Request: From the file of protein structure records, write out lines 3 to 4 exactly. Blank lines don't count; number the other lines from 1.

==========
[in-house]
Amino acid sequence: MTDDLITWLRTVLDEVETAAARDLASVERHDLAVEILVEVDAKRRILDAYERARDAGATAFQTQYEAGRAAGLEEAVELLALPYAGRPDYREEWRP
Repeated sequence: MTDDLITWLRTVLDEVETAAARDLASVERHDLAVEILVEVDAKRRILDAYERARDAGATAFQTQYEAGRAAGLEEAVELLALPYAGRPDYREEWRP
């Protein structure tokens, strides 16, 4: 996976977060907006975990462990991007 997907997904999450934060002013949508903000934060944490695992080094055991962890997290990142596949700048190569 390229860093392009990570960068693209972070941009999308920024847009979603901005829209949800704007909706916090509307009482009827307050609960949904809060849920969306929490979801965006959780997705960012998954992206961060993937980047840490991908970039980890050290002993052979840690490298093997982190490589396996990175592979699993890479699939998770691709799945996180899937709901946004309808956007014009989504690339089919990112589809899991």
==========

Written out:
Repeated sequence: MTDDLITWLRTVLDEVETAAARDLASVERHDLAVEILVEVDAKRRILDAYERARDAGATAFQTQYEAGRAAGLEEAVELLALPYAGRPDYREEWRP
């Protein structure tokens, strides 16, 4: 996976977060907006975990462990991007 997907997904999450934060002013949508903000934060944490695992080094055991962890997290990142596949700048190569 390229860093392009990570960068693209972070941009999308920024847009979603901005829209949800704007909706916090509307009482009827307050609960949904809060849920969306929490979801965006959780997705960012998954992206961060993937980047840490991908970039980890050290002993052979840690490298093997982190490589396996990175592979699993890479699939998770691709799945996180899937709901946004309808956007014009989504690339089919990112589809899991």